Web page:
Giving Clubs/Donor Societies have been around as long as fundraising has been around. It is a proven way to steward donors, as well as create/confirm loyalty to your organization. I’ve seen giving clubs based on gender, based on dollar amount, based on years of donating and, of course, based on leaving a bequest.
According to the Fundraising Authority, “Donor clubs and giving societies work to increase donor loyalty and lifetime donor value because they make your donors feel like part of your team. Fundraising is about building relationships with our donors. Giving societies build stronger, deeper relationships with donors because they make your donors feel ‘special,’ which they are.” Even American Express pushed the notion of being part of a club by stating that “membership has its privileges.” It evokes a genuine feeling of belonging to something bigger than yourself.
The article above also warns about giving lifetime memberships. I would tend to agree. The set it and forget it mindset shouldn’t be utilized for these cohorts. Many times we, as fundraisers, are praised for finding low-cost solutions to bring in large numbers of donors (or, in this case, stewarding them). Far too often, fundraisers are looking for a transaction where a relationship should exist. If the membership (and it’s ‘benefits’) are the only time you are interacting with the donor (other than asking for money), you are doing the donor a huge disservice.
Just because you have had a donor giving club for decades doesn’t mean you need to continue the practice (if it isn’t working well for you). Sometimes the program needs to be re-imagined — perhaps redefining the ‘benefits’? Sometimes it needs to be renamed (and what a great way to tie in your mission than by renaming a Heritage Club with something that is more specifically mission-based). I have found that you need not spend great gobs of money on these clubs — sometimes your ‘closest to the cause folks’ are just looking for insider information (i.e. a sharing of a strategic plan before it is made public, or hearing the CEO’s new vision, etc.)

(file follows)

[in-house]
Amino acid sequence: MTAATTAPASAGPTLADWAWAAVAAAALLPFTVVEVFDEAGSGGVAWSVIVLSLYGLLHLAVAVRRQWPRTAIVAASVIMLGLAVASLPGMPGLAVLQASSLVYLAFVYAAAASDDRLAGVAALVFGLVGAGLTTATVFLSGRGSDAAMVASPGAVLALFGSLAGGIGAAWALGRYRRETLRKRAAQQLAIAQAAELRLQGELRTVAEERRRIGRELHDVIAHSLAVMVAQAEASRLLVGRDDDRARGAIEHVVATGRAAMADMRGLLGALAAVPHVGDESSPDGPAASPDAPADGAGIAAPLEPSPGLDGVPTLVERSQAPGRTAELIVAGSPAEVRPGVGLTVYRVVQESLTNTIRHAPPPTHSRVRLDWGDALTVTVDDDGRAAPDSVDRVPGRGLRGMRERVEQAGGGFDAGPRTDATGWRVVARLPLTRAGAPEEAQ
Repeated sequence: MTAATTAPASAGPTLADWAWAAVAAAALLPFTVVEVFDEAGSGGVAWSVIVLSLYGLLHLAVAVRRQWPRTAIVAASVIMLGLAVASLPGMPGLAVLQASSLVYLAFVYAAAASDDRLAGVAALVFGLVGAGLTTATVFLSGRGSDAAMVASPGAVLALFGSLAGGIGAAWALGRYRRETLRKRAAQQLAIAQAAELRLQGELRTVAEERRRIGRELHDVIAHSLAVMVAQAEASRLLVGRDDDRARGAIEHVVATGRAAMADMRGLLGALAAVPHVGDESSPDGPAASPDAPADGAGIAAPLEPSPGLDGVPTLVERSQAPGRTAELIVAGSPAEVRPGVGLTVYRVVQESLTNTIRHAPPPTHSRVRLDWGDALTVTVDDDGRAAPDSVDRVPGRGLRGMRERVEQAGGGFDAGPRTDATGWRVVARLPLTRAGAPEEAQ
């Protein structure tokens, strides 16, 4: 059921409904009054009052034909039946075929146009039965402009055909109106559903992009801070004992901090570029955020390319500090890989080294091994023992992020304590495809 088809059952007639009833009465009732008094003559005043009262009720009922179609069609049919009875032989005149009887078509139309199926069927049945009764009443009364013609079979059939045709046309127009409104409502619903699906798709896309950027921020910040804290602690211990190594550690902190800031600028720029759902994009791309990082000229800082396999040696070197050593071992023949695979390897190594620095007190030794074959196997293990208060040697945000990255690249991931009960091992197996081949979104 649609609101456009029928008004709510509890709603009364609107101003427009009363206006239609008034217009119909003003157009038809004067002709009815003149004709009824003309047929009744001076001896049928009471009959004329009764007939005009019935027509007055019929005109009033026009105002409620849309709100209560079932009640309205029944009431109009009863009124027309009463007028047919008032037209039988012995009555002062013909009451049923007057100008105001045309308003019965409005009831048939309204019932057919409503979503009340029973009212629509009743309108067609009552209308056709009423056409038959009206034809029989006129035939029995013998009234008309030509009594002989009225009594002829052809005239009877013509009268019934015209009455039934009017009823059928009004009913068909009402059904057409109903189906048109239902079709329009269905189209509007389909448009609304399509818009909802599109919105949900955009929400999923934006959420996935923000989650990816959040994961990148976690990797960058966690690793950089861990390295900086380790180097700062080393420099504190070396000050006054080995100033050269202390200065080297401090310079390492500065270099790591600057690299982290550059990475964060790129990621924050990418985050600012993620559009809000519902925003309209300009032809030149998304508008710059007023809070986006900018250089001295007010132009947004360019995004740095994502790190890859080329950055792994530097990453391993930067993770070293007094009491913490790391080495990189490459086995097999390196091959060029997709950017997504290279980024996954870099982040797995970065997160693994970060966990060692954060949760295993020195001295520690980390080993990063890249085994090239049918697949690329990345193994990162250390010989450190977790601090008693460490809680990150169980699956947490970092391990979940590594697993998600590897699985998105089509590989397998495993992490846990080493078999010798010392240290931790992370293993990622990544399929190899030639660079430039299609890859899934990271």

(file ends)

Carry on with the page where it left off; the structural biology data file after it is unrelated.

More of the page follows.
An issue I have with giving clubs is that it may be perceived as the pinnacle of giving. In a former life, we had a Top Donors Club (annual gifts of $10,000+) and entrance to Top Donor events was very exclusive. There was a hard line at $10,000 minimum contribution and exceptions were not made. The issue was moving donors past the $10,000 mark. Could you love them more? After all, they were already in the Top Donor club. One solution (that was ultimately not implemented) could have been to raise the $10,000 to a higher number (it had been at $10,000 for over a decade and we all know that $10,000 from 10 years ago is worth a lot more than $10,000 today).
Do Giving Clubs produce donor loyalty or do they capitalize on donor loyalty? Great question. Glad you asked. The truth is that there isn’t sufficient research out there. Do members of a Giving Club have a higher propensity to leave a bequest to your organization? Dunno, but I would have to surmise that if the Giving Club was part of an over-arching stewardship program (and not the end in and of itself), the answer would probably be ‘yes’.
I have found that Giving Clubs work well when they are small intimate groups. If there was a club for all donors over $25, membership in the club would be relatively unremarkable as there could be thousands of people in this exclusive club. (It’s like the Jeep Cherokee Limited — last year they produced 239,437 of them last year — not quite ‘Limited’.) If the club was for new monthly donors over $x, that may be a different story.
I read an article by Lynne Wester about Giving & Recognition Societies. She states “Recognition and giving societies are best used to build donor retention and to recognize certain behaviors. They should not be used to supplant proper acknowledgment and stewardship and are in no means able to replace proper engagement opportunities. We can and must do better. We can and must be better at meeting our donors’ needs without creating inauthentic means of recognition.”
Definitely food for thought — a Giving Club will not replace good ol’ fashioned relationship building.